1. Anodonta cygnea L. in captivity exhibits rhythmical behaviour as follows:
(a) Periods of activity and quiescence alternate, with frequencies varying with different specimens from 3 to 30 per week. During the periods of quiescence the shell valves are completely adducted. During active periods the valves normally gape. (The ‘slow’ rhythm.)
(b) During the active periods the adductor muscles show frequent rapid contractions followed by slow relaxations. This activity is also rhythmical, and has a frequency of up to 20 per hour. (The ‘rapid’ rhythm.)
2. The neuromuscular mechanism of these rhythms has been investigated, and it is shown that: (a) both adductor muscles participate in the rhythms; (b) the slow rhythm is a function of the unstriated portions of the muscles; (c) the rapid rhythm is a function of the striated portions of the muscles; (d) the rapid rhythm in each adductor muscle is controlled by its nearest ganglia; (e) the slow rhythm in each adductor muscle is controlled by the combined effect of the nearest ganglia, which tend always to produce a tonus, and the cerebropleural ganglia, which at intervals inhibit that tonus; (f) the control of the rhythms appears to be intrinsic in the nerve ganglia, and independent of peripheral stimulation.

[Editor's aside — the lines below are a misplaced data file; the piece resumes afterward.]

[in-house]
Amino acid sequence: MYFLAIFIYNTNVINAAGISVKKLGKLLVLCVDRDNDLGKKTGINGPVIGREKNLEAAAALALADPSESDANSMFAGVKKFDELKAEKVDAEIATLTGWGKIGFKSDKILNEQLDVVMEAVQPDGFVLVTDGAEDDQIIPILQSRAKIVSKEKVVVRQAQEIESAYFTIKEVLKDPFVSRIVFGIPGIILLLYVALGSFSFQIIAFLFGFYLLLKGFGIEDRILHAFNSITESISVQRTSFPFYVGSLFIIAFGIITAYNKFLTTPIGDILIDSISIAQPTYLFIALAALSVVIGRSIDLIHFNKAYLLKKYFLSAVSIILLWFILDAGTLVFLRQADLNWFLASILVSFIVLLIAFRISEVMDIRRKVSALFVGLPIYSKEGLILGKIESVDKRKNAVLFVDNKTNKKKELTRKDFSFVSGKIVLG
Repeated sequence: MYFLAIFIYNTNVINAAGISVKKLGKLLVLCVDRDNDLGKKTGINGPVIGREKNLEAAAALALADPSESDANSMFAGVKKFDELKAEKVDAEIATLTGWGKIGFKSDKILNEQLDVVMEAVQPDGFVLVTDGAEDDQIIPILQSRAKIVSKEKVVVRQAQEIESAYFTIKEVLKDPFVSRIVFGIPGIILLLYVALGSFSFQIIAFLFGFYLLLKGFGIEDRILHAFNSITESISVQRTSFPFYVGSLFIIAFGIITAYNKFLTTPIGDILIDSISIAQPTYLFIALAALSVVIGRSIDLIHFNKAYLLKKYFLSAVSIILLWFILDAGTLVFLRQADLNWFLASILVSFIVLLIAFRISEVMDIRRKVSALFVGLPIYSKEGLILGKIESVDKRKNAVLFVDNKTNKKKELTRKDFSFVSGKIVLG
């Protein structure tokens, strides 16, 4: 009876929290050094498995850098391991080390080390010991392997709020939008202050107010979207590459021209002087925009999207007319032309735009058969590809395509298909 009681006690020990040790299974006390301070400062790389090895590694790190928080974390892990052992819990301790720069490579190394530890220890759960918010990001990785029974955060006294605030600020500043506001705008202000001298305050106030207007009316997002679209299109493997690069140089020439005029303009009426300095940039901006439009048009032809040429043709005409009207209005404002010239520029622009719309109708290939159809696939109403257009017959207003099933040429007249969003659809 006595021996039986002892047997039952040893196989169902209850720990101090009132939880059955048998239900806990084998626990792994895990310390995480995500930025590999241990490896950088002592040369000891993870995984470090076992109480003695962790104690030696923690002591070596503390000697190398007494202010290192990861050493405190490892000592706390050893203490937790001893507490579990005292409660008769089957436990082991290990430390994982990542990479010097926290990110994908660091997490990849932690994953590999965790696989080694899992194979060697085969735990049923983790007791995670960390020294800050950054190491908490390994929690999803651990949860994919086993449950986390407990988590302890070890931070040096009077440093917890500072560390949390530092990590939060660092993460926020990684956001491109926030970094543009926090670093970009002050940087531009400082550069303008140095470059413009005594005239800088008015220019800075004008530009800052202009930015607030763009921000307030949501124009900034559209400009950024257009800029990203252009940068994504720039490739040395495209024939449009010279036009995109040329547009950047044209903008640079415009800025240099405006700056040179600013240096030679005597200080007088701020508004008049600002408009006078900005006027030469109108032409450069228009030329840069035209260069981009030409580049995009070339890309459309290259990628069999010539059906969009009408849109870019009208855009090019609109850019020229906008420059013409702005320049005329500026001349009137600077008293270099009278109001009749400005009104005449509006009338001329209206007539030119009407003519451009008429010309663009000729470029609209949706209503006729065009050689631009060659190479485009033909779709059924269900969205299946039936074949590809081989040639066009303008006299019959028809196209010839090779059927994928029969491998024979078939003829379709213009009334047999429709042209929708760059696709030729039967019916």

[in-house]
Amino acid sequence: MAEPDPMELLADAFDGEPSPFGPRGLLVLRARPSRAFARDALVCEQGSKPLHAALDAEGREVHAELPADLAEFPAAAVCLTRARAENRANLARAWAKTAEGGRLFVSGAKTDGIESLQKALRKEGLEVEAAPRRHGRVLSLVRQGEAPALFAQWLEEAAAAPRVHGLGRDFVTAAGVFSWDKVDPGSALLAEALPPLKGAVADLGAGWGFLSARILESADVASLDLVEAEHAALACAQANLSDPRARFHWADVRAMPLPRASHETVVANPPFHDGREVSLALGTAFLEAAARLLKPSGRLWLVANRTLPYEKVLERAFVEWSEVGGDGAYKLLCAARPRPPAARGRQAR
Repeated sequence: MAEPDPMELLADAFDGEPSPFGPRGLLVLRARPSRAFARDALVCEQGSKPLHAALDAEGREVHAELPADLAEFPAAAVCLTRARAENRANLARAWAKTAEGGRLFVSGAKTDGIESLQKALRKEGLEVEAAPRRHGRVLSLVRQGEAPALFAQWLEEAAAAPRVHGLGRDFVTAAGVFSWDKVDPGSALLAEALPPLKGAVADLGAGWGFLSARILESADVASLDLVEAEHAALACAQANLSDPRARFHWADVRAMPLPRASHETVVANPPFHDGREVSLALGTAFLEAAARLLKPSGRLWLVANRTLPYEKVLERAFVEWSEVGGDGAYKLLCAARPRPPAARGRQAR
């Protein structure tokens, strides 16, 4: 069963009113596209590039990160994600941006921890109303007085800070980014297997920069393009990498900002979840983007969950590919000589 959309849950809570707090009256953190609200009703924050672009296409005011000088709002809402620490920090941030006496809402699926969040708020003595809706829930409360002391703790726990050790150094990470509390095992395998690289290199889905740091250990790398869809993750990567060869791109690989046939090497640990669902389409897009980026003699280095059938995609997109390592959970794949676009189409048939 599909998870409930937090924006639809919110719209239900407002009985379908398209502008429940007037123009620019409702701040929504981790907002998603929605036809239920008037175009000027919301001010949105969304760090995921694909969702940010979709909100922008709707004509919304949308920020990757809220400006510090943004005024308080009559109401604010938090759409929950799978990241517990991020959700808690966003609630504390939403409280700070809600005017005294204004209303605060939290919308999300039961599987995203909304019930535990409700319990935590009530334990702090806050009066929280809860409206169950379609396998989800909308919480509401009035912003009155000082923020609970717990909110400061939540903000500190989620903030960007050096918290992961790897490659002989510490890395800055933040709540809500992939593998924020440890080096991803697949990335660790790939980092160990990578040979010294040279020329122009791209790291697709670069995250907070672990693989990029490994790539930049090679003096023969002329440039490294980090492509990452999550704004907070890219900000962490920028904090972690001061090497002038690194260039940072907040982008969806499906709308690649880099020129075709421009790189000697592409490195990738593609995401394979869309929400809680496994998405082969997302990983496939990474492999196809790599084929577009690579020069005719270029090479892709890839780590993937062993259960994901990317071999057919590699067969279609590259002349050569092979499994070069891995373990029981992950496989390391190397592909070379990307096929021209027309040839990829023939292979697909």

3. The effect of morphine hydrochloride on Anodonta has been investigated, and it is shown that, in addition to a possible narcotic effect, it abolishes the tonus of the unstriated portions of the adductor muscles.
4. A reflex is described which leads to the relaxation of the tonus in the adductor muscles, and the commencement of a new period of activity. The stimulus is vibration and/or rotation.
5. On the basis of the above conclusions regarding Anodonta a hypothesis is put forward to account for certain facts about the contraction and relaxation of the adductor muscles of Mytilus.